Another track played in concert prior to its official release, Best Of Me includes one of my favourite bridges James Walsh has ever written. "And if you don't wanna fall out, don't kick when I come down, kick when I come down. Better help each other out, before we go to ground, before we go to ground," he sings, ripping into it like a man possessed, as if there's a battle that needs winning. The "woahs" in the chorus should be a crowd pleaser, too.
Break The Cycle contains the line "running out of words, running out of words to write". There's no harm in admitting writer's block: heck, 300 words or so on that very subject gave Springsteen one of his biggest hits in Dancing In The Dark. This song is also the start of the best narrative four-pack I'd say the band have ever laid out on any album.
Fallout is already a hit with the fans - and also Barry Westhead's favourite on the album. The brilliant melody combined with a cross stick drum rhythm, crunching guitar riff, moody bass line and movie score-esque strings adds to the tense, stand-off nature of this masterpiece. Thematically, it appears that a resolution is near: "Are we destined for a life of blame, or are we ready to embrace the change?" I'm not too sure we'll hear it live, but James has already begun adding excerpts into Tell Me It's Not Over...
My go-to song on the album is FIA (F**k It All), which is also the longest studio recording the band have released to date (I'm not counting the secret track to end Coming Down on Love Is Here). It sounds like nothing the band have released previously, yet it sits nicely at home in the back catalogue. James's ever growing falsetto confidence continues throughout (he switches out of it in style for the "doesn't matter what we want if it hurts them now" line in verse two) and is complimented by some spacey keyboard parts. It's one to listen to through headphones late at night.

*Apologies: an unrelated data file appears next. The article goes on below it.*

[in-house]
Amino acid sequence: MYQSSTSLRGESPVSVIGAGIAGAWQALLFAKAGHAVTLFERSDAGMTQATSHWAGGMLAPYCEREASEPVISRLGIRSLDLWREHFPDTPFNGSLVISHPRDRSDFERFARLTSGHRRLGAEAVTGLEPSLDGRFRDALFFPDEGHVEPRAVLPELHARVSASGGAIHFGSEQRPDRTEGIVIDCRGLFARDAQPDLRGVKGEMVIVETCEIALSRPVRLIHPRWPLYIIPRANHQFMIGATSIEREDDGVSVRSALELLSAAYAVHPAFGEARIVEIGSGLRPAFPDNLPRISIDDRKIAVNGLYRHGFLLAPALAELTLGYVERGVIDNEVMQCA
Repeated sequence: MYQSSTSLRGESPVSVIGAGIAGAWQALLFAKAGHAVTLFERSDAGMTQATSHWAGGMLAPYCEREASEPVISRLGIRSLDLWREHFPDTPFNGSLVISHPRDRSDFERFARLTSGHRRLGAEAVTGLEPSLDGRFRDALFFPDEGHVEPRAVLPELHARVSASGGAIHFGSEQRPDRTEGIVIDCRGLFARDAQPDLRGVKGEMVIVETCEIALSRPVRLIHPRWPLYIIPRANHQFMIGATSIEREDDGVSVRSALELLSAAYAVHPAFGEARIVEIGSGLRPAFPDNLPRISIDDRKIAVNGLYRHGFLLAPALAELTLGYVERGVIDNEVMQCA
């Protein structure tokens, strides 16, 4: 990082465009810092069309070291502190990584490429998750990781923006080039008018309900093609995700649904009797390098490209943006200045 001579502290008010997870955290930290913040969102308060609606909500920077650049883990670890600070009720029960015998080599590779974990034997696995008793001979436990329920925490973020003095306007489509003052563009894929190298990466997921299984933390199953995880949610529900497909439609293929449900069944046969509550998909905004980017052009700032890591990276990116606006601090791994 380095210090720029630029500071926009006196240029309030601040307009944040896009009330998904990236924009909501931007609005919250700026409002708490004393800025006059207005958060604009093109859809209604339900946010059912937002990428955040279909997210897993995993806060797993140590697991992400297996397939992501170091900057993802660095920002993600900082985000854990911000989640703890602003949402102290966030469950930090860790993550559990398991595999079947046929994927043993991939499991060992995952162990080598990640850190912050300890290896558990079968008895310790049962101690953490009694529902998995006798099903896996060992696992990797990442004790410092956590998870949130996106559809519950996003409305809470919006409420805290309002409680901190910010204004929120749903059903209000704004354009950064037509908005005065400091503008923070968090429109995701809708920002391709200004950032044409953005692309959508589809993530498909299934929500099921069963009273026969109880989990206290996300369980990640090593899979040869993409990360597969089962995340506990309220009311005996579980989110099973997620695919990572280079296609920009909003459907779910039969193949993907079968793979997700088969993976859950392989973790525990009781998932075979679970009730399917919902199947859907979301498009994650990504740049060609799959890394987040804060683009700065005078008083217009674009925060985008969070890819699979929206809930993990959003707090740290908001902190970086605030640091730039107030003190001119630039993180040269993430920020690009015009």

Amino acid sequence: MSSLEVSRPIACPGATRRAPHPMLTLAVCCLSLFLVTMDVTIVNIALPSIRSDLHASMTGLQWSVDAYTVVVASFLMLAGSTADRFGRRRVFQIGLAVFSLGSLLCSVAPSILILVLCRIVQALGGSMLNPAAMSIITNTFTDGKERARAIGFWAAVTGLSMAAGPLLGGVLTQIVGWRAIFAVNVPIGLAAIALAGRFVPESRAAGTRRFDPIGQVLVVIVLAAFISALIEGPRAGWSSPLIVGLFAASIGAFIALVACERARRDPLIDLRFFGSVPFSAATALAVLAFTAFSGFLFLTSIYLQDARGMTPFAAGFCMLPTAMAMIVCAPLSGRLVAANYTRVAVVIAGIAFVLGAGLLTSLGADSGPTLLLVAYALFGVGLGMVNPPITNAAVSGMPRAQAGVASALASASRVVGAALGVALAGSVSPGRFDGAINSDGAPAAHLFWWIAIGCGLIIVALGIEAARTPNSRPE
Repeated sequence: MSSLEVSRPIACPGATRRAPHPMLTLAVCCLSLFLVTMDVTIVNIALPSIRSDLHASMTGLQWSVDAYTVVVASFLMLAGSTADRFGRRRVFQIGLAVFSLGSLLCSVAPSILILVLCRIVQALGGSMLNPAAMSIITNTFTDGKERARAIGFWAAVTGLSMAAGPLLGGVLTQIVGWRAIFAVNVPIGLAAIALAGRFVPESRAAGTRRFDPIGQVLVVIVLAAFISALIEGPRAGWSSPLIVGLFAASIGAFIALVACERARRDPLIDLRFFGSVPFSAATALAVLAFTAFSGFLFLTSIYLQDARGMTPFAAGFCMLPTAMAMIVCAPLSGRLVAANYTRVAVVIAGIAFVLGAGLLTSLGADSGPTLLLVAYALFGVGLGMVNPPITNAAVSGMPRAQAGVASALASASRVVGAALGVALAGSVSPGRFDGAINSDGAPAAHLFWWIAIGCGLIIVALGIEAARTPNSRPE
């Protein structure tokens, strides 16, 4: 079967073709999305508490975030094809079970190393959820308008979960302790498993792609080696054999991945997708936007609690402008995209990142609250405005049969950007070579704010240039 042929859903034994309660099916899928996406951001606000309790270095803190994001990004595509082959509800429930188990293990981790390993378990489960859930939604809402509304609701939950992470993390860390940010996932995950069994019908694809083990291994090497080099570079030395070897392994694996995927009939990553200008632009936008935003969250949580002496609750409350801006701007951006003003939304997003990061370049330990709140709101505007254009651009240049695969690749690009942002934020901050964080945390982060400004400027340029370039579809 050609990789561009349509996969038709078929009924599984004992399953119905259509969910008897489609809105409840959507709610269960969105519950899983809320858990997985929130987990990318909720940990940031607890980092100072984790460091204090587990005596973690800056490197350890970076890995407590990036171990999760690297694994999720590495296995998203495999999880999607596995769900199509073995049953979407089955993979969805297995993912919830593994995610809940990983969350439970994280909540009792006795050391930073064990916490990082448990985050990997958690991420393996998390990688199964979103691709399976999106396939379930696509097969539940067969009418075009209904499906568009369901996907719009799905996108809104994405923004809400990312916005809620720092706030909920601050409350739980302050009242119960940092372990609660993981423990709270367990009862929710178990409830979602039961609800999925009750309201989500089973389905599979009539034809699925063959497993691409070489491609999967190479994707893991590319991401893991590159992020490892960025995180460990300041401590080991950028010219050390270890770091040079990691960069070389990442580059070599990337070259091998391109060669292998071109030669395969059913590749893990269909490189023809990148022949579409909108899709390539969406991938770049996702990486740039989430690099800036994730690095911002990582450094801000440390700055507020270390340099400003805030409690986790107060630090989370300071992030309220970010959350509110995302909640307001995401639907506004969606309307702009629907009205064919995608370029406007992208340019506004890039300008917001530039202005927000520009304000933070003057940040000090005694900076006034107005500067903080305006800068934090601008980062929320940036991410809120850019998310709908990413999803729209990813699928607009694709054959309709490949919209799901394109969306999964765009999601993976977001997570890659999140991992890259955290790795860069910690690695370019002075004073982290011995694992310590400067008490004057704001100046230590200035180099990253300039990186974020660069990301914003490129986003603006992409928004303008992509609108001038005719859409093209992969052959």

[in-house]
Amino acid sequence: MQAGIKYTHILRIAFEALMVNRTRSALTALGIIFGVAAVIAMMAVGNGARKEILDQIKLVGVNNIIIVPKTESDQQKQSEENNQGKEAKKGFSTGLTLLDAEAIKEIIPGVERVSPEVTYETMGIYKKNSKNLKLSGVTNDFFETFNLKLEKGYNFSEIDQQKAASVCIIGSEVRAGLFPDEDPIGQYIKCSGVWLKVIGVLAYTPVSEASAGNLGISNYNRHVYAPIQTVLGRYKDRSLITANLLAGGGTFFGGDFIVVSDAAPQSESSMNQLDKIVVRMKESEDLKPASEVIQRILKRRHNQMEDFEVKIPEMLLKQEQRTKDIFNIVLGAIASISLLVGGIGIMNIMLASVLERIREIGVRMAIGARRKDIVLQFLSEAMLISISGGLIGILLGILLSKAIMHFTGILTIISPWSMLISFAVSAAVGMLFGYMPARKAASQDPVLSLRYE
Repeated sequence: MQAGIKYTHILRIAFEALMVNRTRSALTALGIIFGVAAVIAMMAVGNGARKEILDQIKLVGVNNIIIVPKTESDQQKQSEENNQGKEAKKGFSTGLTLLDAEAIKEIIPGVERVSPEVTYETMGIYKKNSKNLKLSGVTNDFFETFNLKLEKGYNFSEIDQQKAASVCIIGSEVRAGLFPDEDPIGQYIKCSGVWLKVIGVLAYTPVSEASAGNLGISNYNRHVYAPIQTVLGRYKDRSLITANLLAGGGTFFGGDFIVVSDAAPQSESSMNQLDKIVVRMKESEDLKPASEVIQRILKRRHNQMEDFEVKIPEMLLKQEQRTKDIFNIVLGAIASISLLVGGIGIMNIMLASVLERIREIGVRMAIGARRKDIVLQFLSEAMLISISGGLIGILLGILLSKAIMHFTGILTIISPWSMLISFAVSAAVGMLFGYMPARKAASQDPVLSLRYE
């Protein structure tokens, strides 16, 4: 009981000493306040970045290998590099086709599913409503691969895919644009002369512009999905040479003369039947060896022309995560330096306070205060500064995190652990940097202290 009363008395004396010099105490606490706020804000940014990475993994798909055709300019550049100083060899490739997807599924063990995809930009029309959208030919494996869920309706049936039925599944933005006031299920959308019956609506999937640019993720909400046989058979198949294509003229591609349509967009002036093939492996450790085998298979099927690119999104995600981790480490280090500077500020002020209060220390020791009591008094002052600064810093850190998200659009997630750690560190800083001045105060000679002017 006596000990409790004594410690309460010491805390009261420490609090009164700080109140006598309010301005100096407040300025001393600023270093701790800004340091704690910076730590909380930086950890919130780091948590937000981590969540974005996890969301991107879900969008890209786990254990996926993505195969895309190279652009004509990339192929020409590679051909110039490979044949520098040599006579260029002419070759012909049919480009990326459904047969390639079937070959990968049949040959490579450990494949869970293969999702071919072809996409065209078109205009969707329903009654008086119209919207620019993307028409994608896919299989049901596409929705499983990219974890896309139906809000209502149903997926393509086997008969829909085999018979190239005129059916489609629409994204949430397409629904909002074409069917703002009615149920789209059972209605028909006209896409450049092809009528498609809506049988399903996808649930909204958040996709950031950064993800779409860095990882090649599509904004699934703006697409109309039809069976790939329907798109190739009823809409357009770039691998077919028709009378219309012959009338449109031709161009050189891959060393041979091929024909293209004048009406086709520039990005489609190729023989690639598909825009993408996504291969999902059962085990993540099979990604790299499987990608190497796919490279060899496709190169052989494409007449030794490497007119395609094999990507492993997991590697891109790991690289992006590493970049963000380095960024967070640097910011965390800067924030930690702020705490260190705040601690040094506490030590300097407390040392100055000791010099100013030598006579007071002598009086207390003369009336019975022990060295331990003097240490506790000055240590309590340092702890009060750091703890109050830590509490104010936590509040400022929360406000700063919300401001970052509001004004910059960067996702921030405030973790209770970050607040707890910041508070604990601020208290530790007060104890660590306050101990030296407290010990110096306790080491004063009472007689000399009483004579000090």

In signature style, All This Life ends with a pensive, stripped back track, although no previous album closer has been as heartfelt as No One Else. Track length aside (it clocks in at just over two minutes) it wouldn't be out of place on Dylan's heartbreak album Blood On The Tracks. Its confessional lyrics ("No one else can calm the fear in me, no one else can hurt me like you do") and beautiful, hair-raising vocal from James remind me why I fell in love with this band 16-and-a-half years ago.
This is, undoubtedly, Starsailor's finest hour. There are songs perfect for a party playlist, others for a quiet night in. This isn't just Starsailor's Sunday Best, it's an album that perfectly fills the eight-year gap since their last. All This Life is out now! Grab your copy here